Manifesto

Manifesto

“That things ‘just go on’ is the catastrophe.”
—    Walter Benjamin

So much had been shared
and the gossip of what the men did
at the back of the house flowed
like water from a cliff.
The old mother sat by the brazier
and reissued what was told, once, by her mother
to the boys who begged for a story;
they would accompany each chant with a clap.
But the guard was, indeed, cynical, against men,
and refused to believe the men were ever there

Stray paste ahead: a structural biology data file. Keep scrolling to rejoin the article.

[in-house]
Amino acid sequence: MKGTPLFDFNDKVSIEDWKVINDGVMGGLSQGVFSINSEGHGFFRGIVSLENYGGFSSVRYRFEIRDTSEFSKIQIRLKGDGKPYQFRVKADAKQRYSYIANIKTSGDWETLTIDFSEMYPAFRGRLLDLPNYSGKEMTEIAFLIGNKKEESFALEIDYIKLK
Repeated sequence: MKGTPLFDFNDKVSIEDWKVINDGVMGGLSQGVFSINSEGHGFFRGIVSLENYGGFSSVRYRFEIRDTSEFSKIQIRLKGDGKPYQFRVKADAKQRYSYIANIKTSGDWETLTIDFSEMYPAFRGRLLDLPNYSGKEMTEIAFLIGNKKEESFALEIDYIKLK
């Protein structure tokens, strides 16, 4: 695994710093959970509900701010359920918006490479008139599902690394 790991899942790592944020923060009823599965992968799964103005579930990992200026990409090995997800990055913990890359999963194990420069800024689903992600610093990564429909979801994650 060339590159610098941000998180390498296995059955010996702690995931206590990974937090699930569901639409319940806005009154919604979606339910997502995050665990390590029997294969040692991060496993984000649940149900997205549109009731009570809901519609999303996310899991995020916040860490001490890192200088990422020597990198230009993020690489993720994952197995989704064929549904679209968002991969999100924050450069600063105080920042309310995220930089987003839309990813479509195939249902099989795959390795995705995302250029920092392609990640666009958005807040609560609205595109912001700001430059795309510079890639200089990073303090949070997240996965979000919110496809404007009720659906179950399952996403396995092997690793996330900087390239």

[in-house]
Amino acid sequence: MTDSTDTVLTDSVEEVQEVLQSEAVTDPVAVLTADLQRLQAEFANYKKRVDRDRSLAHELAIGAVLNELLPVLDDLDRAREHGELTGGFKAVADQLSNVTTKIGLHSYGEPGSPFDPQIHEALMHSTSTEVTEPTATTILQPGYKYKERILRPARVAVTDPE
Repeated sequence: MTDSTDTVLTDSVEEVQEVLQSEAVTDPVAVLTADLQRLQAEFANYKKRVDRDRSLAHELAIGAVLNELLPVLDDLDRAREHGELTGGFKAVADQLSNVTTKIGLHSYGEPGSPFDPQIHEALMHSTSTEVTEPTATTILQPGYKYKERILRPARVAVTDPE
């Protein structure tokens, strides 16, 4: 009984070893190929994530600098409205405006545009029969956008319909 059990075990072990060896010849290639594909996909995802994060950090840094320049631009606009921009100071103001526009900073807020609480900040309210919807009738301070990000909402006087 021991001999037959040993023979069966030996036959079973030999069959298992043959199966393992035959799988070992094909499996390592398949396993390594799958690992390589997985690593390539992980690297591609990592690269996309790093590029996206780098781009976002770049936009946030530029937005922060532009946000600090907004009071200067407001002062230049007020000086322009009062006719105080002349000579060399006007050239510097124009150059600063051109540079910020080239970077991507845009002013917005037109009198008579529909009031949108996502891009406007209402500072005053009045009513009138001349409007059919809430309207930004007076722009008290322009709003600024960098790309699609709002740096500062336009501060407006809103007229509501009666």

as what made his claims
was the fact nobody came to the rut, leading
to the entrance. If it made the conditions of rurality well,
the children were distrustful,
not anxious, and she went with it.
Years before the story and before he manned the gates,
the men who craftily whistled in a pattern
were there. At the premises, the boys
heard their calls.
It didn’t matter if the fast exit of air
unfurled and possessed no meaning.
They lay in the high grasses, persuasive.
The chirpings razed the pleasure,
weaved alongside the hoots of owls.
Who profited more and out of this?
Cum-stained pants would prove
a meeting which, in return, ensured
the boys had another day of meal.

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